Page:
I need a photo of him. If you can help, please contact me.

via email from Adrien Tousch, 6-18-07
     In a recent reading ("Deux grand chevaliers de l'aventure : Marc Pourpe et Raoul Lufbéry" [something like "Two important knights of the adventure : Marc Pourpe and Raoul Lufbéry] by Jacque Mortane, published by Baudinière in the early 30's), an Alfred Lenlanc was mentioned p.199 as director of Louis Blériot's firm, around 1913-1914. Marc Pourpe, a now quite forgotten french aviator, but who did pretty well around 1911-1914, and that died at the beginning of WW1 in the air, asked him for a plane, needed for raid in Egypt. Finally, he had to go to Léon Morane's firm to obtain one... despite the huge publicity he made for Blériot's plane in exhibitions and succesfull raids in Asia, especially in Singapore and French Indochina.
      I Hope you will find this information to be useful.
Adrien Tousch

via email from Pete Jones, 7-16-09
     Marc Pourpe was born in 1887, (still haven't the month and day), and died December 2 1914, (his wikipedia). He was the son of a famous lady of Europe, a 'courtesan' one would say to be polite, named Liane De Pougy. I don't know the extent of Liane's adventures, although I do know what a courtesan is, but she sounds like a very interesting person in her own right.
     For more reading, I've linked their Wikipedia articles below:

Marc Pourpe

Liane de Pougy

cheers Ralph,

A work in progress by Bill & Sheila Jackson, 7-29-06

My name is Bill Jackson. My wife, Sheila, and I have been working on a biography of Raoul Lufbery since 2003. We have set out to tell his entire life story, not just his war record. We have traveled about the US and to France in the quest for the true facts of his life, a search we continue as we are now writing the book. We have been in touch with various members of the Lufbery family in the US and in France, and they have been very gracious sharing what they know. We will be launching a web site soon "" that will reveal some of what we have found, and also post questions we are still trying to answer.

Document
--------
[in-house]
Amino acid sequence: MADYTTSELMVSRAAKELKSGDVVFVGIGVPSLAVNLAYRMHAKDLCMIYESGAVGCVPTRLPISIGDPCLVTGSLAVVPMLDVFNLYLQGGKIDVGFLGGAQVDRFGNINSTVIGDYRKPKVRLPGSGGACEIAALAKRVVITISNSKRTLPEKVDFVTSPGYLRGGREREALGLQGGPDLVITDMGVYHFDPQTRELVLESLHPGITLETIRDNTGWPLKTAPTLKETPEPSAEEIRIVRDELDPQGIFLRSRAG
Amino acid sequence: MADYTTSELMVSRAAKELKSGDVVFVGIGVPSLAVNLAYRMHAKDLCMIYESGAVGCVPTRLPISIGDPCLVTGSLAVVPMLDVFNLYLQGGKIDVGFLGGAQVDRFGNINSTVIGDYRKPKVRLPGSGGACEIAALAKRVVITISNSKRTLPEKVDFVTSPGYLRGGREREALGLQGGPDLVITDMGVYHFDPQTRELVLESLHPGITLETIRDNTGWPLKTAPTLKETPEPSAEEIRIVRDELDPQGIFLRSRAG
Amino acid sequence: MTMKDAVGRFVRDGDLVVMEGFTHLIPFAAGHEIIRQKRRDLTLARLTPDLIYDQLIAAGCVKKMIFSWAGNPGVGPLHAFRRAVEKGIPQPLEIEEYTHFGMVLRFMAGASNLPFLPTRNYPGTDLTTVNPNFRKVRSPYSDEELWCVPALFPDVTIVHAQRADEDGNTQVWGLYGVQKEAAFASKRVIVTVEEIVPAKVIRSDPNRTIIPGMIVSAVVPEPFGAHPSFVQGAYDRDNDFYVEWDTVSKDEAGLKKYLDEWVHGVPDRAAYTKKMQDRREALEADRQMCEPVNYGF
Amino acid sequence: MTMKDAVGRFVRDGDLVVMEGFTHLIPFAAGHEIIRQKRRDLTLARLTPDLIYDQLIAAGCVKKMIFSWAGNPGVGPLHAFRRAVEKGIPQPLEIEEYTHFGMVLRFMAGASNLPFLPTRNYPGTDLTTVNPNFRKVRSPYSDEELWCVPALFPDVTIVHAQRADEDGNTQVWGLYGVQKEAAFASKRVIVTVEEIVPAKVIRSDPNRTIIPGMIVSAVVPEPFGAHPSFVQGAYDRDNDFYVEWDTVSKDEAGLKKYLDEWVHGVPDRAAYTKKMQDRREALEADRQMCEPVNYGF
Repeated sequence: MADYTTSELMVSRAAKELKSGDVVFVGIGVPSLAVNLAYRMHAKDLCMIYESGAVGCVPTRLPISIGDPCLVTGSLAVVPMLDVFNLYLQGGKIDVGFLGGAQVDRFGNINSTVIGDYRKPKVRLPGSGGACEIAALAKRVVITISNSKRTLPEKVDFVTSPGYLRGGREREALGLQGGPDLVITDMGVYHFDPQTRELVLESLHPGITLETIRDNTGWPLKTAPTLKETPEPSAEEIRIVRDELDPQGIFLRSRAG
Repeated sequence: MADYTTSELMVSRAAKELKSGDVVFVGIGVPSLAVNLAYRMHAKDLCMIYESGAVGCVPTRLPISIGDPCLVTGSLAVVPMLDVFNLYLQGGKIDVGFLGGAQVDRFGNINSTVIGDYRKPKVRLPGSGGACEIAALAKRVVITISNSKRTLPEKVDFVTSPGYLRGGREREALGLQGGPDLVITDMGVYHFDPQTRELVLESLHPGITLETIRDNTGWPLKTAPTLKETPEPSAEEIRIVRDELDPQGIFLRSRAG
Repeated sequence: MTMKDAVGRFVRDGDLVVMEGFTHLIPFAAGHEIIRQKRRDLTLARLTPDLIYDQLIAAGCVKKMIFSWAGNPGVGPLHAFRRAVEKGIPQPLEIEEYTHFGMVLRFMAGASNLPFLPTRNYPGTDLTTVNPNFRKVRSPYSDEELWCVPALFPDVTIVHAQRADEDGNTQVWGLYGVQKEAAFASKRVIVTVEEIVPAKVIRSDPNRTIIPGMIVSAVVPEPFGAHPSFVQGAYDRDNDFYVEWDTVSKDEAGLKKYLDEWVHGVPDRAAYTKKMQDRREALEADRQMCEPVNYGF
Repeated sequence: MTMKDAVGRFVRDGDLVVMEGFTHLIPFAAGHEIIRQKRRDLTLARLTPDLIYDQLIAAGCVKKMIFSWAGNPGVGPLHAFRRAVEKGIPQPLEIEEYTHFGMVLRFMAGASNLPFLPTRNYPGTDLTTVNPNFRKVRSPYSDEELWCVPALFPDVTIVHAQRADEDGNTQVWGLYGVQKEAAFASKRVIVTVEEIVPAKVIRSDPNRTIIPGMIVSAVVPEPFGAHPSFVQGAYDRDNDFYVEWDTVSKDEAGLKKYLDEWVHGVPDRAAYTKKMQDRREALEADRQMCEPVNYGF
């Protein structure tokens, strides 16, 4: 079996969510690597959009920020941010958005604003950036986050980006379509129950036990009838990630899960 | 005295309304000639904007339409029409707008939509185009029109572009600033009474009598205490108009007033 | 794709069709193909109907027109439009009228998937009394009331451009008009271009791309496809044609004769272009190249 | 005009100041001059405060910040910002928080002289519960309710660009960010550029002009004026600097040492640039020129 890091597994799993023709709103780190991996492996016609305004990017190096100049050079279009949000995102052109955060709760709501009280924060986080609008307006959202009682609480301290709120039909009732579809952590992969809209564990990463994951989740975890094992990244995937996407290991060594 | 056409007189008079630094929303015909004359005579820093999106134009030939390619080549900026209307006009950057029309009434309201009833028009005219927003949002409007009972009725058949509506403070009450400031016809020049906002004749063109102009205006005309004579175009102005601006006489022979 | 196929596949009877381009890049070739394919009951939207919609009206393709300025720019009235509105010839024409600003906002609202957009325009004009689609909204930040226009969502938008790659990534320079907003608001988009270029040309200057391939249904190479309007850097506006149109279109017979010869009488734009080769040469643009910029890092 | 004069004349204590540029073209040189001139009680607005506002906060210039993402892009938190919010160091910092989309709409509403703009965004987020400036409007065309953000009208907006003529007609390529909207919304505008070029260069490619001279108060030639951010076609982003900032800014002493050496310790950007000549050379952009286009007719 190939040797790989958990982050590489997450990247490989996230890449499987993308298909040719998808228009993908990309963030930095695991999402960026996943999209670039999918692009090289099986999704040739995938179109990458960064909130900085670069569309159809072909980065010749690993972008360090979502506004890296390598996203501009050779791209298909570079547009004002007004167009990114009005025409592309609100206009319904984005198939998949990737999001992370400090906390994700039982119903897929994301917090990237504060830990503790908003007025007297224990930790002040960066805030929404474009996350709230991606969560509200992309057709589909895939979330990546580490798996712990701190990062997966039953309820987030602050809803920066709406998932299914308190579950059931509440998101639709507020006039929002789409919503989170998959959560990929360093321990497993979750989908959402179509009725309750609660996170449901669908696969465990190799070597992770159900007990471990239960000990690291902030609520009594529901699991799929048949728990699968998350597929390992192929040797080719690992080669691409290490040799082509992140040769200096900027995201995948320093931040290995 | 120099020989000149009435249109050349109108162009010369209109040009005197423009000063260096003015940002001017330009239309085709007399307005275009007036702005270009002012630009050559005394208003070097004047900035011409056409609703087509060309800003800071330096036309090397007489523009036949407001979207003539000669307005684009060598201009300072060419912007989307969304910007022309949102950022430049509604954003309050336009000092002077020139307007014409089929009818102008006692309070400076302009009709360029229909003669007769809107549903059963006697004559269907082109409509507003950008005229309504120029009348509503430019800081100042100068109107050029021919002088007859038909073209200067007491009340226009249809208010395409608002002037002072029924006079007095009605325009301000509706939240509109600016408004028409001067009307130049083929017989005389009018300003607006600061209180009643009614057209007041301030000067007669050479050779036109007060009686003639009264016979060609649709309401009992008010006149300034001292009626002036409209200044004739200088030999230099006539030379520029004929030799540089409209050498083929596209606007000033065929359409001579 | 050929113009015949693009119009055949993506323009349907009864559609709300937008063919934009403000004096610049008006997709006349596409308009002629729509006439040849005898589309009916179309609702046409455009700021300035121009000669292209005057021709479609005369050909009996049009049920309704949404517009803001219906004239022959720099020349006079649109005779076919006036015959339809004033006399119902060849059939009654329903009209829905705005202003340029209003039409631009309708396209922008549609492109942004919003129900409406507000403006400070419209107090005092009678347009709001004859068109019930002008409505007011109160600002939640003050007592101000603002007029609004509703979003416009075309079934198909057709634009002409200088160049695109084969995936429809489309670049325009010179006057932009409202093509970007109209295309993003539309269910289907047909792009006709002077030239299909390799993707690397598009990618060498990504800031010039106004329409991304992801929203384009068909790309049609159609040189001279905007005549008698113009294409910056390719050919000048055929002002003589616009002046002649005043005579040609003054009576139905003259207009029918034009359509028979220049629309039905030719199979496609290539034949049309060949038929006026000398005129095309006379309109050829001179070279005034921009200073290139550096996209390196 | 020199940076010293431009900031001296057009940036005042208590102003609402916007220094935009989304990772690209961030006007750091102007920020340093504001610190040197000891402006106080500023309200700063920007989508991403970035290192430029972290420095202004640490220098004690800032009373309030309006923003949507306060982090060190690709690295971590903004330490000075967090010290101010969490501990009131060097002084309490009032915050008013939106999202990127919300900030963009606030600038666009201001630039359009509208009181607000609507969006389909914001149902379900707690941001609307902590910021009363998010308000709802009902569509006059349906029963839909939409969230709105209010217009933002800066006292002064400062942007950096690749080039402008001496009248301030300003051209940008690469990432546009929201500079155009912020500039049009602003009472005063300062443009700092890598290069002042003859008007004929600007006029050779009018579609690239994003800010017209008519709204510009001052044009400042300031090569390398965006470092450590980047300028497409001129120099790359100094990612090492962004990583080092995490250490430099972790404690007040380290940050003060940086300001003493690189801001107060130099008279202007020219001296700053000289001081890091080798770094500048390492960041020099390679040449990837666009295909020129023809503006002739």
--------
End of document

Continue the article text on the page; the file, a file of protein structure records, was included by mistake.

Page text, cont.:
Let me address a few facts in response to the short bio on your site, as well as the posts from other visitors:
Click on the title above to read the whole article

     If you search for "Marc Pourpe" using the Google search engine, (9-28-07), you will find about 418 links! One of the most imaginative is the following.

Lufbery Historical News] Interview: The First American Ace -Part 1
      "This article was written today, but describes a fictional interview with Major Lufbery using historical records of events that happened during the First World War."
     I found this to be an innovative use of the interview technique. It is easy to imagine that the interview is happening in real time and it offers a very incisive report of Lufbery's exploits and those of his good friend, Marc Pourpe as extracted from the historical record. It is available in two parts and I am sure you will want to read the second installment. You can access the site by clicking on the title above.

Raul Lufbery
Part 1